The Royal College of Paediatrics and Child Health has endorsed the digital version of the ‘red book’ that is given to parents and carers at a child’s birth.
In a statement on its website, the RCPCH said it had spent two years working with the NHS and the companies developing the eRedbook, which it also calls the ‘personal child health record’ or PCHR.
It is now confident that the product complies with standards for an electronic personal health record that it has published.
Dr David Low, the chair of the college’s informatics for quality committee, told EHI: “This is an important move that brings the red book into a 21st Century way of working.
“It provides a mechanism to improve parent and children engagement, because it allows them to co-manage, with health professionals, their care and the recommendations of the health child programme.”
The eRedbook has been developed by two companies, Sitekit Apps and Harlow Printing (which prints the paper red book), working with a clinical advisory group at the RCPCH and a committee of representatives from other royal colleges and professional bodies.
It has been trialled by two sites, Liverpool Community Health NHS Trust, and NHS South Warwickshire. EHI reported this summer that 300 families have been using the eRedbook in Liverpool, which was shortlisted for an EHI Award this year for its work.
Jane Banks, Year Zero lead, told EHI that 500 families are now using the eRedbook in Liverpool. She also said the project has undertaken significant, additional work on information governance to enable the start of integration with GP systems, which are provided locally by Emis.
“The technical work is going on at the moment to link up with Emis,” she said, explaining that, initially, health visitors and other professionals will log-in alongside parents, and then send a copy of their information to GPs “as the equivalent of a pdf.”
Eventually, the aim is to send coded information to GPs. Banks said this would deliver significant benefits to staff, because they would no longer need to record information several times.
At the same time, she said the Liverpool project was looking at adding further features for parents, such as links to trusted information sources “because parents are desperate for information, but they don’t trust Google”.
Daniel Moulin, the director of Sitekit Apps, said he believed royal college endorsement of a specific technology product was virtually “unprecedented”.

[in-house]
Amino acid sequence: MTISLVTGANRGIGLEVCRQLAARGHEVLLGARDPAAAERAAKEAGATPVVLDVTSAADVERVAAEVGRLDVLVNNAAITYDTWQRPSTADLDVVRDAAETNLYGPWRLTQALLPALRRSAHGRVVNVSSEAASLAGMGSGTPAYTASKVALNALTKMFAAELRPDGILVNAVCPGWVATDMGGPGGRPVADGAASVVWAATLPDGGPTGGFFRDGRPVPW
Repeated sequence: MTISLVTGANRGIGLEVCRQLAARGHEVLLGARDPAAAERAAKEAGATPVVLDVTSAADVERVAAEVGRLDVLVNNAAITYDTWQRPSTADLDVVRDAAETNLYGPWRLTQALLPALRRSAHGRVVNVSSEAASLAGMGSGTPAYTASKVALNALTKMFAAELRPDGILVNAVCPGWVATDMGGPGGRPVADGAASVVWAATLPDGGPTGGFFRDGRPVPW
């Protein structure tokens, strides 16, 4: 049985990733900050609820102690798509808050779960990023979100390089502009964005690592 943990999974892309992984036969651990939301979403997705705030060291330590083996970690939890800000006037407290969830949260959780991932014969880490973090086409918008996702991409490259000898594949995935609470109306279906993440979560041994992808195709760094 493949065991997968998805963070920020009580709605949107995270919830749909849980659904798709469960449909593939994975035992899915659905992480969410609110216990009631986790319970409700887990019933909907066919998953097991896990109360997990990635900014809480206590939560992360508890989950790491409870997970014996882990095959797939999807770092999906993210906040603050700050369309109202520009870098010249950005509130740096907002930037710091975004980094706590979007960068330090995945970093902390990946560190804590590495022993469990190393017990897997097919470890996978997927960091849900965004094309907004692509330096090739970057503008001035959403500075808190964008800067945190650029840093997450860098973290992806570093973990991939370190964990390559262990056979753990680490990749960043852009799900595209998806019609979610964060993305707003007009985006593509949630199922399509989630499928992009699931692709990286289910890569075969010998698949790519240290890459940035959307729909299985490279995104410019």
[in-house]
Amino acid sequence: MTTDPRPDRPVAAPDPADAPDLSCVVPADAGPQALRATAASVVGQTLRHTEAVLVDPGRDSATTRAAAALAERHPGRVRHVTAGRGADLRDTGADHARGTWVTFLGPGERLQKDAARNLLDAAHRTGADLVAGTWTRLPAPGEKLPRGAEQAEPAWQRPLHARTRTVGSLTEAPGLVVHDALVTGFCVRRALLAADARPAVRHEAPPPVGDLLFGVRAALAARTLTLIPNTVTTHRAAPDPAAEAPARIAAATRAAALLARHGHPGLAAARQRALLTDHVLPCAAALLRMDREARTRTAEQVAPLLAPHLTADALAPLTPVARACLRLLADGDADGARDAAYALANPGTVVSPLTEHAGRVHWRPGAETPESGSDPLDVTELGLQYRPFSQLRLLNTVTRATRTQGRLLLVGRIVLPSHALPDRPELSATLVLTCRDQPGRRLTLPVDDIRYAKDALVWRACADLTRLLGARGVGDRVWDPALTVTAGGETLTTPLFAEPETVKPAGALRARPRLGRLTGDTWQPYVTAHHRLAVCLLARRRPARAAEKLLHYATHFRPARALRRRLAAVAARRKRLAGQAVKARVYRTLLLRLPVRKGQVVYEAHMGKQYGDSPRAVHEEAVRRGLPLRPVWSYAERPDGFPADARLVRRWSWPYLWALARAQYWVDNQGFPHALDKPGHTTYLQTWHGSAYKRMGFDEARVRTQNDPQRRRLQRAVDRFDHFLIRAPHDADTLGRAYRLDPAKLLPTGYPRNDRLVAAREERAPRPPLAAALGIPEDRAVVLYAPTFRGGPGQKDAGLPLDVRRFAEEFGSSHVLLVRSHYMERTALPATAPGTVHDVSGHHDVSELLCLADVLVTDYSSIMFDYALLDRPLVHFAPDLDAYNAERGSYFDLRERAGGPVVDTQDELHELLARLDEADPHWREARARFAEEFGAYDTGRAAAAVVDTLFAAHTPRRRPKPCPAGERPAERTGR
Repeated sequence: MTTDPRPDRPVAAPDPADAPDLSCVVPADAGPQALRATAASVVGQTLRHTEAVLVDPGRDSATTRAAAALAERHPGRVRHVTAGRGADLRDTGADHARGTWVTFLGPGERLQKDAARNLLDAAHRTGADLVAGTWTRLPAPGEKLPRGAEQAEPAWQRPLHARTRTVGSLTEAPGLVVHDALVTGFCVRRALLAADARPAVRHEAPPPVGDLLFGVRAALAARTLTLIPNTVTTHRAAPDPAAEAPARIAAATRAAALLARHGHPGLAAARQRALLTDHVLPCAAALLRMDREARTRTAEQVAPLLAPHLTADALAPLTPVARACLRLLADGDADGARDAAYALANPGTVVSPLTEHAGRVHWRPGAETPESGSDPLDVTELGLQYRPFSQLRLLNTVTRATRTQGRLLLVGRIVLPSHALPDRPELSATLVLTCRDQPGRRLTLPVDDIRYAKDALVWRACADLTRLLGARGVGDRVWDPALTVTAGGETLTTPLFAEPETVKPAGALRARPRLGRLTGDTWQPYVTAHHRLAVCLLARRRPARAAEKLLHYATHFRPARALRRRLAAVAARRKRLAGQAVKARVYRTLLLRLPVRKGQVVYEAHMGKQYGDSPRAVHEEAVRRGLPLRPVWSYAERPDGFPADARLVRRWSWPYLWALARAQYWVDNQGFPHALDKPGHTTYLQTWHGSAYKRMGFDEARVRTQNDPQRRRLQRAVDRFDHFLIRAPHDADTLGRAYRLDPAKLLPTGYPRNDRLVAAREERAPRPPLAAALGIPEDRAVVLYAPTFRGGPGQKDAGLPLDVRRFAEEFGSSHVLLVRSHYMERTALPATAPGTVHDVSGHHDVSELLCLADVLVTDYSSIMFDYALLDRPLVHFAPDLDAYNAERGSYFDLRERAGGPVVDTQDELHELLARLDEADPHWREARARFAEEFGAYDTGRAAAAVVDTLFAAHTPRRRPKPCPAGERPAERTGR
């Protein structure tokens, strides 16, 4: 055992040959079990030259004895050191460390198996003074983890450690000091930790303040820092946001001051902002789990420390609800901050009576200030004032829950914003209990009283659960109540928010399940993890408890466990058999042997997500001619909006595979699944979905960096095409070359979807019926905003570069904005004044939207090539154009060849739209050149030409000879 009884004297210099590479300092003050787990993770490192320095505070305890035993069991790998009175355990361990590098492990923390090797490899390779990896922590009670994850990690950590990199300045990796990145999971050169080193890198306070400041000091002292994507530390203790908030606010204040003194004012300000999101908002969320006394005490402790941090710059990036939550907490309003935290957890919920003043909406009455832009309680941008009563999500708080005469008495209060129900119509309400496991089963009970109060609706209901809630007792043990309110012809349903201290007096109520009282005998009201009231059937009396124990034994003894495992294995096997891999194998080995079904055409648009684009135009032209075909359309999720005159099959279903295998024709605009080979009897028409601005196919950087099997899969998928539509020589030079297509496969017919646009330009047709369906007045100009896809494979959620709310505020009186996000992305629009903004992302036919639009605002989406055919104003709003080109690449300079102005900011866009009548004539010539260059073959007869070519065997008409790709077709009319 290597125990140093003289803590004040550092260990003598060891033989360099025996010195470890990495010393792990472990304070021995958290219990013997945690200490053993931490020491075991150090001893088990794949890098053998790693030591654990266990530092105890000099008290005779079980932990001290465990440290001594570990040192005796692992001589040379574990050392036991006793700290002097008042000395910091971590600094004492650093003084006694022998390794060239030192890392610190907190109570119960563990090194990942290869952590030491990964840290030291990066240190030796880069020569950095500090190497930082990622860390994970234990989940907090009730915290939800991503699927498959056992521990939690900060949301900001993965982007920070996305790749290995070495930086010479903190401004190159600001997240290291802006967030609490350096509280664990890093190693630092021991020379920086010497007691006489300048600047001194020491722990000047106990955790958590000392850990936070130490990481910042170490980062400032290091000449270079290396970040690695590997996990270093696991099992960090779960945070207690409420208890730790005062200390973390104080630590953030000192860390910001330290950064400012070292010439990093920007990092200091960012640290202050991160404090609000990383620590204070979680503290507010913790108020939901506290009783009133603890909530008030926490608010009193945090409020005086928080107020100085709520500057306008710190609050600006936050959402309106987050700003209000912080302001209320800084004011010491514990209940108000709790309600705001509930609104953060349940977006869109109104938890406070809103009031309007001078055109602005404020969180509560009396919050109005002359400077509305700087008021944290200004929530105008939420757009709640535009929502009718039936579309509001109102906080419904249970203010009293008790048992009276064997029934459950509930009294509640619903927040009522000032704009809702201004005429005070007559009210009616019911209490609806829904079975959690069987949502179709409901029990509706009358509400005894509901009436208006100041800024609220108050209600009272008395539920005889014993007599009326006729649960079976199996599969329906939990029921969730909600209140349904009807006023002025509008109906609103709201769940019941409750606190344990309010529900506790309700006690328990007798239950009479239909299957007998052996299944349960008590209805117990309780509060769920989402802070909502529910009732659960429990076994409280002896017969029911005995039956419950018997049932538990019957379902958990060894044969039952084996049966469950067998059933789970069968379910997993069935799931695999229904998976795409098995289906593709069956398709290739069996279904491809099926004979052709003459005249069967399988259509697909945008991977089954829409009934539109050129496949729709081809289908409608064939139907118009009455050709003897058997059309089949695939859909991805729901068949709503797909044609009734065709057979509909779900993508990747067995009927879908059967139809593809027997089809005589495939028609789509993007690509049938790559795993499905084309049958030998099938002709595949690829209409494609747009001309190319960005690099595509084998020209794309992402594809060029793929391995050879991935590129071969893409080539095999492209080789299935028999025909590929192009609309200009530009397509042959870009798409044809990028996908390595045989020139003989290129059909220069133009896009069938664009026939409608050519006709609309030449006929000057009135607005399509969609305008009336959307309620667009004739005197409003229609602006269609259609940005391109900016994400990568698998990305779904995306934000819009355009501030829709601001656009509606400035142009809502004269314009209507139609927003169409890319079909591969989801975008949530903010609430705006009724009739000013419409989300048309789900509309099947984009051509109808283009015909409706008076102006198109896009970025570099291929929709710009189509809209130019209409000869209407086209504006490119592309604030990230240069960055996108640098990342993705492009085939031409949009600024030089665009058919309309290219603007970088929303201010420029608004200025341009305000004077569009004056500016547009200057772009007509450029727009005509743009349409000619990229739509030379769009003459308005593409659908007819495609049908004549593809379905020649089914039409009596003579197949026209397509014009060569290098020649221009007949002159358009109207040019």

“This will enable trusts to go mobile and embrace the paperless agenda,” he said. “What we will be trying to do now is to get trusts to bid for Nursing Tech Fund 2 money, because this fits precisely with the access to information across the community and the digital capture elements.”
The eRedbook is a record of a child’s health and development that is held by parents and carers. It is hosted by Microsoft’s HealthVault, which is a platform that enables individuals to store and exchange information with others that is being used by at least two trusts as the basis for personal health records.
Funding to date has been provided by Microsoft, the Technology Strategy Board, Sitekit, and Highlands and Islands Enterprise Board.
This has enabled a series of iterations of the project, starting with an ‘Edition 1’ that covered parent-entered data, and moving on to an ‘Edition 2’ that enables health professionals to log-in, enter and review information.
The project is now on ‘Edition 3’, and integration with a number of major systems, including community and maternity systems, is being explored.
Banks said the royal college endorsement was “exciting” and “really important.” “The red book has been around for many years, so it is important to professionals that the Royal College has endorsed this new version,” she said.
“We hope it will encourage other organisations to come on board and help develop the eRedbook.”
Despite the endorsement, the paper version of the book is not due to be withdrawn. The RCPCH statement says this is because it is “important that parents have a choice in how they access information.”